Operation Crackdown, Sussex Police Launch A mobile phone text service as part of its annual drink drive campaign

By Ruth Hazard

Aangereden door een auto / Hit by a car
Photo used courtesy of Creative Commons by Nationaal Archief

Drink drivers can be reported to Police by text message as part of a Christmas road safety campaign that was launched in Sussex last week.

Sussex Police and the Safer Roads Partnership are working together on the initiative to try to prevent driving under the influence of drink and drugs over the Christmas period.

Last Christmas 176 drivers were arrested for being over the limit or for refusing to provide a breath test.

Chief Inspector Di Roskilly of Sussex Police Road Policing Unit said: “It is of real concern that there are such large numbers of drivers who are prepared to put the lives of themselves, their passengers and other road users at such risk.

“We make no apologies for targeting them – our aim is to remove them from the roads before they kill someone.”

This year the launch of the mobile phone service will allow people to report someone of drink or drug driving by sending a text message to 65999.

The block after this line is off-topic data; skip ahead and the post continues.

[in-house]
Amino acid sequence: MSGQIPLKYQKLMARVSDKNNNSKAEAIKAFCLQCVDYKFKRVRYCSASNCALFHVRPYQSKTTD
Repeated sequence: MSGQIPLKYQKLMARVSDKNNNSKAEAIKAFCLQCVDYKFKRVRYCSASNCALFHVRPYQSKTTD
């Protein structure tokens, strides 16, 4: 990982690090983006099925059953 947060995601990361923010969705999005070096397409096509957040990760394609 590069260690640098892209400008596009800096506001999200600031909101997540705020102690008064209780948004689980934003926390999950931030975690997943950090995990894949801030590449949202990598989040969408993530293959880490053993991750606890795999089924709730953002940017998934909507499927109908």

It is hoped this will encourage more people to contact Police as it can be done discreetly.

Chief Inspector Di Roskilly added: “A conviction for excess alcohol leads to an automatic driving disqualification of at least 12 months and this can often present employment difficulties at a time of economic uncertainty.

“The penalties, however, are more than simply financial or a matter of inconvenience.

“The human cost can often be devastating.”

Sussex Police will also be making applications to the courts for vehicles of persistent drink or drug drivers to be forfeited.

They will also be continuing with their usual covert and overt operations and educational events in the Sussex area.

Phil Henty, Operations Manager for the Sussex Safer Roads Partnership, said: “We remind motorists to stop and think before they get into their vehicles the night after a party.”

He warned that there is also a danger for people driving home the morning after they have been drinking or taking drugs.

“Alcohol can take time to get out of a motorist’s system, so if the celebrations lasted into the early hours, drivers should be aware that they can still be over the limit even after a few hours’ sleep.”

Chief Inspector Di Roskilly said: “Our drink-drive message is very simple – don’t!

“At best you will get caught and lose your licence, with a significant fine.

“At worst you may kill or seriously injure yourself or others.”

Sussex Police have asked for reports of people who are drinking or taking drugs and driving, or driving anti-socially, to be made to Operation Crackdown on 01243 642222 as well as to the text messaging service on 65999 or on the website www.operationcrackdown.org.

A spokesman said that if it was happening immediately, members of the public could call 999.

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